In February 2022, Vladmir Putin declared a “special military operation” in Ukraine, presumably to protect Russia from the expansion of NATO, and Ukrainian pro-Russian separatist states from “Ukrainian neo-Nazism.” The attack was a continuation of a short-lived invasion in 2014, but this time Putin would not stop at Crimea. Russian armored units streamed over the border toward Kyiv, Kharkiv, Luhansk and Donetsk on February 24, 2022.
As a psychologist and photojournalist, I was interested in the psychological impact of the invasion. As a native Spaniard, I felt a moral obligation to document this disturbing historical event – one that directly implicated my home country due to Ukraine’s tight connections with Europe.
At the time, most news outlets only addressed the basic geopolitical facts of the Russian full-scale invasion: how many people were murdered and wounded, how many bombs landed, which places were occupied or liberated, etc. I wanted to go beyond the numbers and locations and engage personally in conversations with war victims, workers, volunteers and citizens, to better understand Ukrainians’ struggles. Despite the risks involved, I made it my mission to get as close to the conflict as was possible for an outsider.
In April 2022, I boarded a bus in Warsaw and headed towards the Ukrainian-Polish border. I would visit Lviv and Kyiv and collect as many stories as I could along the way. During the six-hour journey, I thought about the people sitting next to me, their stories. Many of them had left everything behind when the Russian occupation began and were now returning after the liberation of their cities and towns.
As we waited in line at the border checkpoint, passports in hand, I noticed I was the only foreigner – everyone else was Ukrainian. Nerves set in, and I wondered if I would be able to convince the border soldier to let me enter the country. But I wasn’t without a plan. I had been preparing for weeks to prove the legitimacy of my project. I wrote a document pretending to be a college thesis advisor explaining the different stages of my supposed undergraduate final project: Psychological Impact of the Russian siege on the Ukrainian Population. The document talked about the role of the interviews with Ukrainians as the qualitative method that my research would rely on. My intentions were genuine, and I hoped that all that work and interviews would materialize someday in a multidisciplinary project that could make the Russian atrocities more visible through independent sources.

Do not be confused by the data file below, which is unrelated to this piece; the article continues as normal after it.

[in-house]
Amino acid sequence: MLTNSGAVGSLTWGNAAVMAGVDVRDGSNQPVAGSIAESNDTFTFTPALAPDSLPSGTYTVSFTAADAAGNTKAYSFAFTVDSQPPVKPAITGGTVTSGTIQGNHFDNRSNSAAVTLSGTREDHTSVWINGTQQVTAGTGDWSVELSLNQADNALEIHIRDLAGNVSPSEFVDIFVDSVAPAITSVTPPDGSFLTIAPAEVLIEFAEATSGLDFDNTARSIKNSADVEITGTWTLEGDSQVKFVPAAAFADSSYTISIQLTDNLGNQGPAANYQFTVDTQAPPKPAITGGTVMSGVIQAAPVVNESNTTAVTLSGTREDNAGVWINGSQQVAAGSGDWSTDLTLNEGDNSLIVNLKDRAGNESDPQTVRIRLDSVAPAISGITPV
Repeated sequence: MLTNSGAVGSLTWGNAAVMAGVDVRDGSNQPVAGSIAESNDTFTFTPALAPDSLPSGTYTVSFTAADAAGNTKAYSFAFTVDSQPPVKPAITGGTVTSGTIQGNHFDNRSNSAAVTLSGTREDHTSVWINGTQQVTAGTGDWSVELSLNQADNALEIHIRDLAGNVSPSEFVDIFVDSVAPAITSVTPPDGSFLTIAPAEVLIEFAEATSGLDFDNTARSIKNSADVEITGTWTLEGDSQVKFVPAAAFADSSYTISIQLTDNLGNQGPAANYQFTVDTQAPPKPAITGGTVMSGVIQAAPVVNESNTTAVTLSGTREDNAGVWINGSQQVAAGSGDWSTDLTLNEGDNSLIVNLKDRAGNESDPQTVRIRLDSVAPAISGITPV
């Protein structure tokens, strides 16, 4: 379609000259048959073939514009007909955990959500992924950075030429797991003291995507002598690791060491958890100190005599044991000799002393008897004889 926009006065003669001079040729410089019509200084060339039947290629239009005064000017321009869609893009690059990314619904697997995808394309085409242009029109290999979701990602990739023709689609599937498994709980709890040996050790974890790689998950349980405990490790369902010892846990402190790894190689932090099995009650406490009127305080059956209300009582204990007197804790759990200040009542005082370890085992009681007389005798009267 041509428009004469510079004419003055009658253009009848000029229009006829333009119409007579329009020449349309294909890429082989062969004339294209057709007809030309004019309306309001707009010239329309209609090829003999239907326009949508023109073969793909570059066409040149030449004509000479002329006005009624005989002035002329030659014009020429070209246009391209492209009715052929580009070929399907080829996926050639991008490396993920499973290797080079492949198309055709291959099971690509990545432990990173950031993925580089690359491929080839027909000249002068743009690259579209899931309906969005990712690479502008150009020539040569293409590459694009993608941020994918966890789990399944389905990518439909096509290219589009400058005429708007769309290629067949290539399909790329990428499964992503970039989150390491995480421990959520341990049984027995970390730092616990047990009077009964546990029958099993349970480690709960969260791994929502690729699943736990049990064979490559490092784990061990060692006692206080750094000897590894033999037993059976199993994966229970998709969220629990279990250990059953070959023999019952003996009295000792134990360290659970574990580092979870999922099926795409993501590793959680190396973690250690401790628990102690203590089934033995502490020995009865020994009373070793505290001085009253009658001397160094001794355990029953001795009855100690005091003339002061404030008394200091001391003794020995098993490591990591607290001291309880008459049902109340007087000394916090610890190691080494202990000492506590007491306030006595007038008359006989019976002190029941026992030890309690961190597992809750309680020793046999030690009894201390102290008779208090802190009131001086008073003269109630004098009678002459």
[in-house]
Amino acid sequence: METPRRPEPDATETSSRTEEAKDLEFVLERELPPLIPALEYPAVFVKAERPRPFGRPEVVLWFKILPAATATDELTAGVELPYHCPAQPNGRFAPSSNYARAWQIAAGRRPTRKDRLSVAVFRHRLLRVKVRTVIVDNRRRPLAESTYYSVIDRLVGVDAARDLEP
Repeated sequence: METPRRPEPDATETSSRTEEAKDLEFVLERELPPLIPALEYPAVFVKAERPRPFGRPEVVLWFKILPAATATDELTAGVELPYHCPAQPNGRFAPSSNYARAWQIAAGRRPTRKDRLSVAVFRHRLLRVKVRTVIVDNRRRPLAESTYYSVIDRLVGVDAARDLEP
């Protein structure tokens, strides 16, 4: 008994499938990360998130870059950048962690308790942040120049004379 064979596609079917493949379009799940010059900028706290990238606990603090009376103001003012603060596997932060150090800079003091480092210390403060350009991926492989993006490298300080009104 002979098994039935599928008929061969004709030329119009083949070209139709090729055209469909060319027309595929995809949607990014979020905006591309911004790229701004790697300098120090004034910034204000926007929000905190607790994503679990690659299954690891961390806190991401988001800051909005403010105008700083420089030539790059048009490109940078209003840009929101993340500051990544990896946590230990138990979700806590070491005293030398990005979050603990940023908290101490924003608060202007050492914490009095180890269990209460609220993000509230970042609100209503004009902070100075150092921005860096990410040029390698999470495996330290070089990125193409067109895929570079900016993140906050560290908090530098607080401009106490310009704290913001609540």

In truth, I was in my junior year and had no final thesis supervisor. I was alone, a freelancer with my own money and a little Canon 700D with a 50 mm lens – no one was backing my project. I hadn’t even told many people what I was doing. My family still knows nothing about it. My goals were clear and I didn’t want anything to stop me. I felt enough strength, self-confidence and passion to do whatever was necessary to accomplish my goals as a psychologist and photojournalist.
When it was my turn to show my passport, the soldier asked me why I was going to Ukraine. To my surprise and relief, after explaining the basics of my project, he allowed me to enter the country right away. The only person who had trouble crossing was a Ukrainian teenager, perhaps 14 years old, who was traveling by himself. I, like the soldiers, wondered why he was going back to Ukraine without his family, if he still had one.
After another eight hours traveling, I arrived in Lviv, 50 miles west of the Polish border. Besides a couple of military checkpoints on the outskirts of the city, it was hard to tell a war was going on in downtown Lviv. Many stores, public transport and other services were still operating. People were working and hanging out with their friends and relatives in cafes, bars and restaurants but life was hardly normal. The sorrow of the whole situation was palpable. Air raid sirens sounded at least once a day during my stay, alerting the population to seek shelter and keeping everyone on edge. Most of the time, rockets were intercepted by Ukraine’s Air Defense Force. Sandbags were piled up in front of the windows of important buildings and monuments. Military vehicles and tanks surrounded city squares, and soldiers walked around with firearms. Pro-Ukrainian propaganda posters were everywhere.
The whole atmosphere was upsetting. The weather made things worse with frigid temperatures, cloudy skies and periodical rainfalls. Taking pictures was a real challenge too, as many locals and refugees were traumatized and paranoid because of the war. On my first day in Lviv, I took a photo of a bus and was (understandably) accosted by an elderly man who asked for my press credentials in broken English. I tried to explain to him that I was carrying out a freelance project that wasn’t backed by an organization. He didn’t understand and grew progressively angrier to the point of screaming at me until I hurried away. He might have thought I was a spy. I soon learned that photographs are generally prohibited during war to limit the potential for espionage. To prevent future misunderstandings, that night I filled out an online form for press accreditation. It arrived three weeks later, after I had already left Ukraine.